Often mis-understood but certainly linked to our Mental and Physical Health is our Social Health. All 3 of these health measures form what is called the “Triangle of Health” and all are key to our Wellbeing.
Personal Social Health involves our ability to adapt to different social circumstances and settings, act appropriately in a variety of settings and to form satisfying interpersonal relationships with others. This includes the relationships we have with our Spouses, Children, Co-workers, Friends and acquaintances and they all can determine our Social Health.
Whilst there are many determinants of Social Health in these relationships, if they are to be of a positive nature, they should include strong communication skills, empathy for others and a sense of accountability. In contrast, traits like being withdrawn, vindictive or selfish can have a negative impact on your Social Health and lead to social anxiety.
These traits, however, are not always “just within us” but can develop over time due to our circumstances and/or behaviours. For example, if one locks themselves away playing video games alone all day then they are likely to become withdrawn from society which as mentioned affects their personal Social Health through lack of communication.
Hopefully, that has given a brief explanation of what Social Health is, but what causes it and creates the feelings to determine it?
According to WHO (the World Health Organisation), there are many determinants of Social Health such as those below, but I would like to point out that whilst these points obviously have an impact, I personally see these as general and therefore not an exclusive list:
Social Gradient: This basically means that as a determinant, being less advantageous on the social gradient does not offer as many benefits and therefore is less healthy in terms of Social Health.
Stress: Overall, stress can be one of the most significant threats to a healthy relationship. Stress should be managed through proven techniques such as regular physical activity, deep breathing and positive self-talk.
Early Life: How many times have we heard the phrase “they didn’t have the best start in life” and it is difficult to argue that those unfortunates among us often find it more difficult to break free from problems in early life.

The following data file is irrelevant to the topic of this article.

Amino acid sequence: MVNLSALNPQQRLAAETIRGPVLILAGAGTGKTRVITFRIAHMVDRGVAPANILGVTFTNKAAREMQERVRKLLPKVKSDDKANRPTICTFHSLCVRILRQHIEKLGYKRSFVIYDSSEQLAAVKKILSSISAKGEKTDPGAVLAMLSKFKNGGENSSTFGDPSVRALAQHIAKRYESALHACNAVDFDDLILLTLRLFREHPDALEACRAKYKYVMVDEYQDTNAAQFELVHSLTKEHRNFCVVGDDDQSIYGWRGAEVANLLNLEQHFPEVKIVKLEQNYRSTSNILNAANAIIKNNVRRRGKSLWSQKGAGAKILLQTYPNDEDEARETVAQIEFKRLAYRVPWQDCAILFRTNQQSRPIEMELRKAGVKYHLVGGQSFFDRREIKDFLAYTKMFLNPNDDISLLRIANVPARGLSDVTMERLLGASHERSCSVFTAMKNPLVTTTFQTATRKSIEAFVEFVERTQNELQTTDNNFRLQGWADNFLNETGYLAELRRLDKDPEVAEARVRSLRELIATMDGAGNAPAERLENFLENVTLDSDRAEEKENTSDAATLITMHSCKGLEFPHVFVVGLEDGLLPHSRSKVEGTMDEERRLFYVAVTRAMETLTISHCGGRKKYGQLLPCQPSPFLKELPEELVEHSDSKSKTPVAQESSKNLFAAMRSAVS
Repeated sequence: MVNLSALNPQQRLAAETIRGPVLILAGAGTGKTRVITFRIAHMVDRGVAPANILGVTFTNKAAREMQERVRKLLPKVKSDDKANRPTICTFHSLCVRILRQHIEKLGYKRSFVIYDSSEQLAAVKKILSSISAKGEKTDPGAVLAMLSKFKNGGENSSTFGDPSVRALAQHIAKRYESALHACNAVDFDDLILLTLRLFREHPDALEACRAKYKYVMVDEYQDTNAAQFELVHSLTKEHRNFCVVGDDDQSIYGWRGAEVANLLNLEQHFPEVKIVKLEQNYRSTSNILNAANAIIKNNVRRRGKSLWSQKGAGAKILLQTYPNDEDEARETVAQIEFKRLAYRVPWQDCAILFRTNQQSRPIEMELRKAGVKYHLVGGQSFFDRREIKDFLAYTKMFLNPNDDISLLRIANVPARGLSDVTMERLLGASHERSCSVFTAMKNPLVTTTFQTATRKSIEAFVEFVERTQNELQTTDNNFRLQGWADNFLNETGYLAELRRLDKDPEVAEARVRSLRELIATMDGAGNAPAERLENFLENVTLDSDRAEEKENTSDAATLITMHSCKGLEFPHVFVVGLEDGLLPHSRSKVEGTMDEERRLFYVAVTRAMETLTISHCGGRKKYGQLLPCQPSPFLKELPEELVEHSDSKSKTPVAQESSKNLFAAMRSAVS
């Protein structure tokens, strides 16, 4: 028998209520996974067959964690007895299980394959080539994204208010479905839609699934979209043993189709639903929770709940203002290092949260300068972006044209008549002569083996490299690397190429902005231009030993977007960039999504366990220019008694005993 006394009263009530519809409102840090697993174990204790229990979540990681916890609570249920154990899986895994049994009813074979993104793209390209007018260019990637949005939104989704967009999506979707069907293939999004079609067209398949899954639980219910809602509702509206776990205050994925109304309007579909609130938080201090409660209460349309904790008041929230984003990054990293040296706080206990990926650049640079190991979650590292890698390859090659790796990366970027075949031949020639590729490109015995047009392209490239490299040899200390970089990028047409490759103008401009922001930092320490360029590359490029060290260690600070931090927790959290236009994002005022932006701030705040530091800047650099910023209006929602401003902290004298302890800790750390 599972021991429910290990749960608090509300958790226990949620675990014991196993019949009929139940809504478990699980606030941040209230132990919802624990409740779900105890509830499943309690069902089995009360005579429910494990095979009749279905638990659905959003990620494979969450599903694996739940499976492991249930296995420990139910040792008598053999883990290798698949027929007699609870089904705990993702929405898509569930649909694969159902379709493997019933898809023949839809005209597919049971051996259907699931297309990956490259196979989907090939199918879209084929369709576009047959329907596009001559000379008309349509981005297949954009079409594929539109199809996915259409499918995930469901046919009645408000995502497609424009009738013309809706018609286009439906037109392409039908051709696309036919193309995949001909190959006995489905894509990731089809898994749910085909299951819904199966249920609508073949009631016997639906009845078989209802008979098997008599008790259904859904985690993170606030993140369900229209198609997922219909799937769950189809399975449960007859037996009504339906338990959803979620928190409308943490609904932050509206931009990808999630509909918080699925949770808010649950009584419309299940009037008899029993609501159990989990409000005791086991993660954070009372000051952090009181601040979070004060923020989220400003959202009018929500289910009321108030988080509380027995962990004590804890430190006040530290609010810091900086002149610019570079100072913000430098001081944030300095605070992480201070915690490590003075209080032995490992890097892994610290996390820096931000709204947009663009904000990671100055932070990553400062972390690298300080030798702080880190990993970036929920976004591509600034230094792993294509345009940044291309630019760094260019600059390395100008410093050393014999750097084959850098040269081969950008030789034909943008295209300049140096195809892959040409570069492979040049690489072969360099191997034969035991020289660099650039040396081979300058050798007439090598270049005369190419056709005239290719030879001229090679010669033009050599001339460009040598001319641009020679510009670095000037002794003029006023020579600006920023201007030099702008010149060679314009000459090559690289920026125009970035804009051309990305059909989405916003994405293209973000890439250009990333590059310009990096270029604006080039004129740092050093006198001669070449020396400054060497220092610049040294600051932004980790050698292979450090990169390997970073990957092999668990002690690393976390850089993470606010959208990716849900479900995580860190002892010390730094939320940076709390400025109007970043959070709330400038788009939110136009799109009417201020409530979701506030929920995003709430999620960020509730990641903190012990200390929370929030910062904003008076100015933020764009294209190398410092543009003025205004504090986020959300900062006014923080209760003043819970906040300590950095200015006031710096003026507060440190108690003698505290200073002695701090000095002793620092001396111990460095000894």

Social Exclusion: If individuals are excluded from certain situations, either from a young age or throughout life, then they are less likely to develop interpersonal skills.
Work Related: Whilst working is seen as a must by most of society to earn money and keep a roof over the family’s head etc. If the job is for example, not enjoyable or what the person expected to be doing then obviously this could have a negative impact.
Unemployment: Linked to the above, but in contrast people are often stressed because they cannot find work. In addition to this, if an area has a high unemployment rate there is likely to be a higher rate of social problems such as antisocial behaviour.
Social Support: Where there is a lack of support, say in a neighbourhood from local authorities or other people in the neighbourhood.
Addiction: Drug and Alcohol addiction determine our behaviour in other ways which in turn can lead to many other Health related problems whether they be Social, Mental or Physical. Our society today struggles with the knock-on effects of this throughout.
Food: Not just the type of food but the availability of it.
Transportation: Our ability to get around. For example, if we are stuck in one place then this may have a negative impact on us getting a job or the correct social support and therefore can determine where we are on the social gradient.
Others include Income, Education, Gender
The list of determinants they can be linked, and in many cases put in a chronological order with each determinant a result of another. For example, it is widely accepted that if a person had a poor start in life on the lower social gradient then there could be less opportunity for social support, which could lead to stress in later life which in turn could lead to lower employment opportunities and so on and so on. Whilst this is example is very basic and the social situation can be, and generally is more complex, you can see how they are linked.
In summary, a positive outlook on our personal Social Health directly affects our overall wellbeing and when considered in the vain of the Triangle of Health should be taken as seriously as Mental and Physical Health. On a personal level, the connection between them should not be underestimated and if we are to lead happy meaningful lives then finding a balance that suits us as individuals is key. One thing is for certain though, if we do not try and incorporate our personal wellness in everyday life, society in general won’t either and where society as a whole is considered, this is a whole other story….
Wishing you all the very best… Darren